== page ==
With Hague Dental about to enter its 25th year of business, Jim Hague offers unique insight into how dentistry has evolved over the last quarter century and what the future might hold.
How have you seen private dentistry change over the years?
From my point of view, I think expectations have changed, for both patients and the dental team.
Over the last ten years legislation has gone from having a huge impact to being an every day occurrence in practices. It is now the accepted norm. The last five years or so we’ve seen a big push towards aesthetics, investing heavily in the branding and unique style of dental practices. Particularly on reception, waiting rooms and treatment care offices.
Private practices are looking after their patients clinically throughout the whole process. But principals also recognise they are running a business, that it is in a competitive field, and practices need to stand out from the crowd.
That’s where we have been able help independent practices make their mark, putting their personality and own style into what their patients experience.
On the whole, there are more things and more people to fit into a dental practice nowadays than there was when I started.
People setting up squat practices are mindful of future owners. The flexibility to stay abreast of new technology and any change in what constitutes best practice in the future.
Coronavirus aside for a moment, is there anything that has been a real challenge for dentistry in the last 25 years or so?
In 2008 and 2009, we saw a lot of NHS dentists move over to private care for a variety of reasons that I think everyone is already perfectly well aware of.
That was followed shortly by a recession, and people weren’t spending as much money as they had previously on all sorts of things, including dentistry.
As a knock-on effect during that time, for us at Hague Dental there was a focus on keeping equipment running rather than any new investment. This allowed us to grow our engineering team.
More recently, we’ve worked hard to stay ahead of the digital revolution. Bringing what was once rare and prohibitively expensive technology into the everyday realm of dental care.
Lately the challenge for us in the practice design field is to balance commercial and dental specific legislation, with more ‘content’ than ever, and the need for bespoke aesthetics.
What do you think are some of the secrets to success?
Finding the right location, a suitable property, an efficient business plan, the right long-term partner to create and support you, to develop the right customer-facing team, and lots of hard work!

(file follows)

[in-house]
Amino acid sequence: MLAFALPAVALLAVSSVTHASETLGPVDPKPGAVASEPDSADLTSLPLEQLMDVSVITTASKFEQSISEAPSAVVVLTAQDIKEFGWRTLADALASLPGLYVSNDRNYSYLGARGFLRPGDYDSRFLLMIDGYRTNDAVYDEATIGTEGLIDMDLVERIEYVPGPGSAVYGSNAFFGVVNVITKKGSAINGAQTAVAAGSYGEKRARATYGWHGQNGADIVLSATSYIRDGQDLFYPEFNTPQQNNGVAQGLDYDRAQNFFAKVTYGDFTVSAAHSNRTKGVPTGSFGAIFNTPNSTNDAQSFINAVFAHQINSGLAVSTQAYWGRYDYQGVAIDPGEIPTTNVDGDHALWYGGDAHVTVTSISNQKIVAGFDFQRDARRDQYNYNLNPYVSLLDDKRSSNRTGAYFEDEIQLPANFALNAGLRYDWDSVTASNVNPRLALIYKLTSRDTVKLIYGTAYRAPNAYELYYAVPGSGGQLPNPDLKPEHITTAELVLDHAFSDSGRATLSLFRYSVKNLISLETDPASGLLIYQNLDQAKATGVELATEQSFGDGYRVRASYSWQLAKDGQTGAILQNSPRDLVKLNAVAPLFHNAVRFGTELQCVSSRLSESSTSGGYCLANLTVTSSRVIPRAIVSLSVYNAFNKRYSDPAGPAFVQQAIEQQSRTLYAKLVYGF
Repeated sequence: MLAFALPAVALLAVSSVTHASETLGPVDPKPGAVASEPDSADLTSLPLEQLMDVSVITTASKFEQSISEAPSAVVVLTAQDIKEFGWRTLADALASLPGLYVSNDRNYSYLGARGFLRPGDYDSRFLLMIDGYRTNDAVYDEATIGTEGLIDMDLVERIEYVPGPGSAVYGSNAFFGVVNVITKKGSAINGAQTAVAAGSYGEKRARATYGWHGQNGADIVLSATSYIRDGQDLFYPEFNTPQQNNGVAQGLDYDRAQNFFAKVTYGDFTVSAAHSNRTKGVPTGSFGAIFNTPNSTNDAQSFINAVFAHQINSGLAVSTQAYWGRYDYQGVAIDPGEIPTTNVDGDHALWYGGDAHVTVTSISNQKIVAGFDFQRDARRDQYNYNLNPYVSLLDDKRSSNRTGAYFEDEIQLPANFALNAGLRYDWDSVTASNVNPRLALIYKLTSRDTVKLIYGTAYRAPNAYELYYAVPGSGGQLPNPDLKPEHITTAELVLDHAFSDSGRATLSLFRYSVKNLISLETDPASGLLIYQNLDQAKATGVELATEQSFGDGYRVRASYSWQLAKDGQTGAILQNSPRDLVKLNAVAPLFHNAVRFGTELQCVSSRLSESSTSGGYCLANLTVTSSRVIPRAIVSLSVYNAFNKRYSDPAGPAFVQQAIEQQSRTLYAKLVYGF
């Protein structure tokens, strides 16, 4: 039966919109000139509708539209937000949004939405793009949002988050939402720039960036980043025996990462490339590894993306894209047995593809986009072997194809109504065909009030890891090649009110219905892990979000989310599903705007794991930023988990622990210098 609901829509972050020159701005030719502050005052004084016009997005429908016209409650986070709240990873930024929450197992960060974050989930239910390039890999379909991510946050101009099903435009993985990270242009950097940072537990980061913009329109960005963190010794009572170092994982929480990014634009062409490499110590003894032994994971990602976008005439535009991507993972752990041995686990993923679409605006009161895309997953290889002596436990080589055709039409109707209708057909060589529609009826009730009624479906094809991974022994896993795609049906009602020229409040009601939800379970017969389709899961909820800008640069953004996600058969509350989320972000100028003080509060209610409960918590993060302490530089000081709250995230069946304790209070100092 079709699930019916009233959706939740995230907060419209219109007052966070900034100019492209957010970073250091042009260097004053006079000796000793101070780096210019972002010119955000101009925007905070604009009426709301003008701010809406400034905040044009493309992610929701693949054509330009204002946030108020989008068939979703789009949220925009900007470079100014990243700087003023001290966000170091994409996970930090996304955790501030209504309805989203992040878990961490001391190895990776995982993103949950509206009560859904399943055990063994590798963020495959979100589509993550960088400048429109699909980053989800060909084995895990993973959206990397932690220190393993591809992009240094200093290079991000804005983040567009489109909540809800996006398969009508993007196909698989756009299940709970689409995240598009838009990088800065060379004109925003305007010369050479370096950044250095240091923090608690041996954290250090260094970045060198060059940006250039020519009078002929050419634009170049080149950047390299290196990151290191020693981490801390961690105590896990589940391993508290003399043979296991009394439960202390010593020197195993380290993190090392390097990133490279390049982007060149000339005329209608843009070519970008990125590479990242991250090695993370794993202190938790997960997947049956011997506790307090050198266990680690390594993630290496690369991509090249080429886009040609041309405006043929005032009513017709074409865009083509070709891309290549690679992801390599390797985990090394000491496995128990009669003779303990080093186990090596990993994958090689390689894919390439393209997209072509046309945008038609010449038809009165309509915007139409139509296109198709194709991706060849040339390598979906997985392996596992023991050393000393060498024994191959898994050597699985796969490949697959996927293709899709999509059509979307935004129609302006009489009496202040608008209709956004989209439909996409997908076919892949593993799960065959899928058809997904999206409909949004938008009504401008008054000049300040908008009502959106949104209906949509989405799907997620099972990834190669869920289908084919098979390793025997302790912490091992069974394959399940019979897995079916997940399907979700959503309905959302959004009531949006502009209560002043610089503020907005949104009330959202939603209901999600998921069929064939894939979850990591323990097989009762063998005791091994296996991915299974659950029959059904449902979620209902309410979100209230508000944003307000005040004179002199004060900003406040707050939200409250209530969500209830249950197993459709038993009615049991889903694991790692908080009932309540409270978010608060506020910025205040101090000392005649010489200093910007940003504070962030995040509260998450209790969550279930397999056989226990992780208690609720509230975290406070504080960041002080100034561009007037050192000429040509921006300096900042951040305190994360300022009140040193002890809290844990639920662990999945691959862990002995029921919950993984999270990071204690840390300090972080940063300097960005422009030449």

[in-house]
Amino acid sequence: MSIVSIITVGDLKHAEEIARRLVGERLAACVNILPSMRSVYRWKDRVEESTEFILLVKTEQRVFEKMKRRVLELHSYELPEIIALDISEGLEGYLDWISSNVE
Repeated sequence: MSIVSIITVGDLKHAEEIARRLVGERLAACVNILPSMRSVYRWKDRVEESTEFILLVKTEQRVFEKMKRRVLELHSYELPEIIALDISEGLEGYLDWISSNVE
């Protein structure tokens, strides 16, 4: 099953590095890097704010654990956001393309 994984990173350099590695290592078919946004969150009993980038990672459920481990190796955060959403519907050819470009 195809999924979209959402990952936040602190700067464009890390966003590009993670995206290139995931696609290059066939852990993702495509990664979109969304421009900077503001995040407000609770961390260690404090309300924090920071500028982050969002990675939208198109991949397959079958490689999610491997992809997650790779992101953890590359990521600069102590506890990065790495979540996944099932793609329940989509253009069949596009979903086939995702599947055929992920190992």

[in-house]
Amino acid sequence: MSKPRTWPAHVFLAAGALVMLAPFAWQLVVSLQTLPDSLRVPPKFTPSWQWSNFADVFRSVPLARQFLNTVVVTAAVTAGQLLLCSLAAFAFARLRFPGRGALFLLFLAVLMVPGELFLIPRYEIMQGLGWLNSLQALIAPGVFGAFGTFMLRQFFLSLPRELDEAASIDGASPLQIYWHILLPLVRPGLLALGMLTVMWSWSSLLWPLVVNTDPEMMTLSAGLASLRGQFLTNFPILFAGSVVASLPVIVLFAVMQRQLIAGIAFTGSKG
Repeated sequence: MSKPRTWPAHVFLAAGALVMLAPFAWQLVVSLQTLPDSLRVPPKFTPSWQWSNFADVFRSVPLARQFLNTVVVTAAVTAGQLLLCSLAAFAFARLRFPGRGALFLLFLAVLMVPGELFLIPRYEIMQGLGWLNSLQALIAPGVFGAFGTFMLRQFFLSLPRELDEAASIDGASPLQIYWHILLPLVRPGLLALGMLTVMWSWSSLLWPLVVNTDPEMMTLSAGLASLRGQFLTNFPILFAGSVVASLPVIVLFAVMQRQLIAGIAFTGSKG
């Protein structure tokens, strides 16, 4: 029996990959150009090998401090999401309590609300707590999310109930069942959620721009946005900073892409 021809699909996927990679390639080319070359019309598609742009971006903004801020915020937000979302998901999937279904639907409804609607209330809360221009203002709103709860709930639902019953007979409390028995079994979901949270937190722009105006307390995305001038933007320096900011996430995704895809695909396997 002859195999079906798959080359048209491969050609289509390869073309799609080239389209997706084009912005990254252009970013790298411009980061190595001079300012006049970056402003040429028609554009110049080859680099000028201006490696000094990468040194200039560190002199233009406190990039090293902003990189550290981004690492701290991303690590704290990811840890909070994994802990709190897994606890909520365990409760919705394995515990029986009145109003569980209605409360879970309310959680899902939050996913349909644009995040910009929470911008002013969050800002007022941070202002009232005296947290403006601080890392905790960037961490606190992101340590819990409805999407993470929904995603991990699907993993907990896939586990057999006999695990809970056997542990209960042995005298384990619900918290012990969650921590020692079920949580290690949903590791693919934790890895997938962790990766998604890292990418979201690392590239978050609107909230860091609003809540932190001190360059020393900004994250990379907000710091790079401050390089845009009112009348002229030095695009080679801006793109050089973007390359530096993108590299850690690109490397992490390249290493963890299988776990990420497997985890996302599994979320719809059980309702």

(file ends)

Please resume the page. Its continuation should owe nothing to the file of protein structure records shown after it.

Finding the right place – it’s important to consider what type of practice you are looking to achieve (are you hoping for a lot of passing foot traffic, or is this a referral site, for example?). Have a good idea of the individual rooms, to separate what’s essential and what’s on the wish list within the layout. Are you looking to share this venture with other fields? To consider both the property and refurbishment costs for any potential site.
Building your team – you need a good mix of personalities, offering a diverse skill set. They should share your passion and will show warmth and reassurance to your patients. In my opinion, that is often what sets successful practices apart.
Where do you see dentistry going in the next few months?
I think people are going to be exceptionally cautious. Most fear a COVID-19 second spike and having to close again for a period. Or perhaps the scientists will make a breakthrough in their search for the vaccine. Either of these two scenarios would change my opinion dramatically!
Meanwhile, the dental profession is still waiting on firm legislation, from the powers that be, that will remove ambiguity and provide a clear path to follow. At the moment, it feels like the responsibility has fallen heavily on the principal’s shoulders, to create their own plan.
All of us need to look at the situation we’re in now in terms of achieving long-term success. We need to use what we have learnt, and continue to learn to make a positive out of what has frankly been an awful time for everybody. People are still making changes, and some of these will be for the long term.
You can’t ignore the fact that people have lost loved ones. It is a terribly sad and difficult time for a lot of people and that will stay with us forever. But I hope business-wise that when we come out the other end of this we will all be more resilient and able to future-proof the profession.
Looking longer term, what’s in store for dentistry, do you think?
You know, I’m always very aware that I’m an engineer. So what I notice is perhaps different to others working in dentistry. I do see that a large proportion of the necessary changes made this year will continue to be in place. For example, air purification, quality of suction, negative pressure, scavenging and the reduction of aerosols will be a permanent feature to name but a few. People are now much better educated about the air they breathe.
Once patients regain their confidence in the profession, I imagine there will be an increase in demand for all dentistry. But particularly cosmetic. People want to look good, and they want the place where they go for that treatment to be safe and look good too. There will be a need for longer treatments resulting in more surgeries and more practices.
The need for squat practices to accommodate the ways of working and the latest technology will only increase. It will become easier with the new long-awaited changes to the planning system.
As for the team at Hague, we’ll still be focusing on our customers and on their specific needs, to offer ongoing support that’s second to none.
Jim Hague is the managing director of Hague Dental Supplies, with an engineering, project management and practice design background.
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